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‘UK’s largest electrolyser’ could fuel hundreds of bus journeys with wind power each day

Professional Engineering

The electrolyser will generate hydrogen fuel at the Whitelee wind farm near Glasgow (Credit: Shutterstock)
The electrolyser will generate hydrogen fuel at the Whitelee wind farm near Glasgow (Credit: Shutterstock)

A ‘green’ hydrogen project will use £9.4m of government funding to develop the UK’s largest electrolyser.

The system will generate hydrogen from water at Whitelee near Glasgow, the largest onshore wind farm in the UK.  

Hydrogen generated at the site will be used as zero-carbon fuel. Developed by ITM Power and BOC, in conjunction with ScottishPower’s hydrogen division, the facility will be able to produce 2.5-4 tonnes of hydrogen per day – enough fuel for 225 buses travelling to and from Glasgow and Edinburgh each day. 

Energy minister Greg Hands said: “This first-of-a-kind hydrogen facility will put Scotland at the forefront of plans to make the UK a world-leading hydrogen economy, bringing green jobs to Glasgow while also helping to decarbonise local transport – all immediately following the historic Cop26 talks.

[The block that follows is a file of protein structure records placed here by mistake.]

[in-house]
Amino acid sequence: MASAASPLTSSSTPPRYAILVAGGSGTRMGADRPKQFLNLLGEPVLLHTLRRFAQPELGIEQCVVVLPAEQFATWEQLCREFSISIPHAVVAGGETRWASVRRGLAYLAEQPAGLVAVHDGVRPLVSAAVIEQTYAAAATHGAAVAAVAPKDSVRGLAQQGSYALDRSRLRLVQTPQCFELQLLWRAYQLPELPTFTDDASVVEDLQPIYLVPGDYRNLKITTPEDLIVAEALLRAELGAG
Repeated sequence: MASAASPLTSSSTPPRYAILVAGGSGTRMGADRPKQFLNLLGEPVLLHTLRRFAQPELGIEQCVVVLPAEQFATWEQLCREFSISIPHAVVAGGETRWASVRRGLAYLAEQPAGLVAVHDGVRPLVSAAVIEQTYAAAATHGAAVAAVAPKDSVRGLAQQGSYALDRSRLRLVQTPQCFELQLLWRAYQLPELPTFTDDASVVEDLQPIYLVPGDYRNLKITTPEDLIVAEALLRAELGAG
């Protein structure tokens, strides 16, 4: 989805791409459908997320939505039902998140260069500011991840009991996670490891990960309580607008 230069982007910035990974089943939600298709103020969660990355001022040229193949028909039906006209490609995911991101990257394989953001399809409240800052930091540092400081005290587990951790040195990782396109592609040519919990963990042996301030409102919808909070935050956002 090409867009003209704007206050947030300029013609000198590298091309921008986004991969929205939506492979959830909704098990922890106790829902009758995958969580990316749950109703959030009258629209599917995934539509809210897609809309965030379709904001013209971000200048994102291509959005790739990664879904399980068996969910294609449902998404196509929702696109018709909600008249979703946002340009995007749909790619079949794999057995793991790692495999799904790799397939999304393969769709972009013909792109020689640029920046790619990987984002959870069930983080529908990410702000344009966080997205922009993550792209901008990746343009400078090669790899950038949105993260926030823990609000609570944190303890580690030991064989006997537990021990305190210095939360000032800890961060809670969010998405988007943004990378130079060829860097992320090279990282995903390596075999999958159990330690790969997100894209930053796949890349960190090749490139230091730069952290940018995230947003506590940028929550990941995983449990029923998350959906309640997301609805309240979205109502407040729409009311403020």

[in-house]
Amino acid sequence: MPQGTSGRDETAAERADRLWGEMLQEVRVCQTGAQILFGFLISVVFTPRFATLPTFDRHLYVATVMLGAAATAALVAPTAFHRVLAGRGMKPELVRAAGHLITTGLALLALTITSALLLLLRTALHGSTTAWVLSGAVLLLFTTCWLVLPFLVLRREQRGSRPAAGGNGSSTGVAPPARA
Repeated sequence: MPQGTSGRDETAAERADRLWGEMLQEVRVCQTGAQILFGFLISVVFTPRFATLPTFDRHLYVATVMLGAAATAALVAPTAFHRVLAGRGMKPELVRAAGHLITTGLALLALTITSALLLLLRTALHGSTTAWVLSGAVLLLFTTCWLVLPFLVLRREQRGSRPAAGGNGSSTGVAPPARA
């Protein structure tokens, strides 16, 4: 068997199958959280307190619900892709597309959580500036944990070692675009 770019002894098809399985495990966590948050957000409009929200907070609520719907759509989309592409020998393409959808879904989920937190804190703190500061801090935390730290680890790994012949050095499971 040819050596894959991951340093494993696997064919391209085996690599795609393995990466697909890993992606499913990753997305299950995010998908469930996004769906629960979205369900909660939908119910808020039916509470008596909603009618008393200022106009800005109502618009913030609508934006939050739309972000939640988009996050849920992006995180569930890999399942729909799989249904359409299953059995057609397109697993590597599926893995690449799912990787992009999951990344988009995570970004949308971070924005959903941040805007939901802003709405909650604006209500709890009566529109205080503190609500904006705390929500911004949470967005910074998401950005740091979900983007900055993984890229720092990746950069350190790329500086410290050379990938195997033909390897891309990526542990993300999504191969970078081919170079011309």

“Projects like these will be vital as we shift to a green electricity grid, helping us get the full benefit from our world-class renewables, supporting the UK as we work to eliminate the UK’s contribution to climate change.” 

Jim Mercer, business president of BOC UK & Ireland, said: “The Green Hydrogen for Glasgow project is both innovative and exciting. It will help to shape the future of energy storage and demonstrate the value of hydrogen to Scotland’s growing low-carbon economy. This project will accelerate development across multiple disciplines – from production and storage, to transportation and end use.” 

An additional £2.25m in government funding will support the development of hydrogen skills and standards in the UK. The funding, under the Net Zero Innovation Portfolio, will see the British Standards Institution (BSI) develop technical standards for hydrogen products. A consortium of Energy and Utility Skills and the Institution of Gas Engineers and Managers will establish new standards and training specifications for hydrogen gas installers. 


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Content published by Professional Engineering does not necessarily represent the views of the Institution of Mechanical Engineers.

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